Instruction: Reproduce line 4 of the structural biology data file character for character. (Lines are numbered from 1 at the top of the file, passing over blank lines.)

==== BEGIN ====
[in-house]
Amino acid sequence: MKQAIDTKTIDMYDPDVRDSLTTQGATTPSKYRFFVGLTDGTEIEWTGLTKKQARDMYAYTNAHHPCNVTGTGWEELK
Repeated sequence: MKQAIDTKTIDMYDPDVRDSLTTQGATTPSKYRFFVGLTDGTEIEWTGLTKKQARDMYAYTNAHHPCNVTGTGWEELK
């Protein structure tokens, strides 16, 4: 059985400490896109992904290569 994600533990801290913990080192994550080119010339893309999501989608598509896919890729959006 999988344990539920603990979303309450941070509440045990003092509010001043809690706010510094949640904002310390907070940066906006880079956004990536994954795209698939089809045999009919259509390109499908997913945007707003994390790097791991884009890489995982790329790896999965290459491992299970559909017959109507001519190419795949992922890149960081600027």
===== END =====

């Protein structure tokens, strides 16, 4: 059985400490896109992904290569 994600533990801290913990080192994550080119010339893309999501989608598509896919890729959006 999988344990539920603990979303309450941070509440045990003092509010001043809690706010510094949640904002310390907070940066906006880079956004990536994954795209698939089809045999009919259509390109499908997913945007707003994390790097791991884009890489995982790329790896999965290459491992299970559909017959109507001519190419795949992922890149960081600027």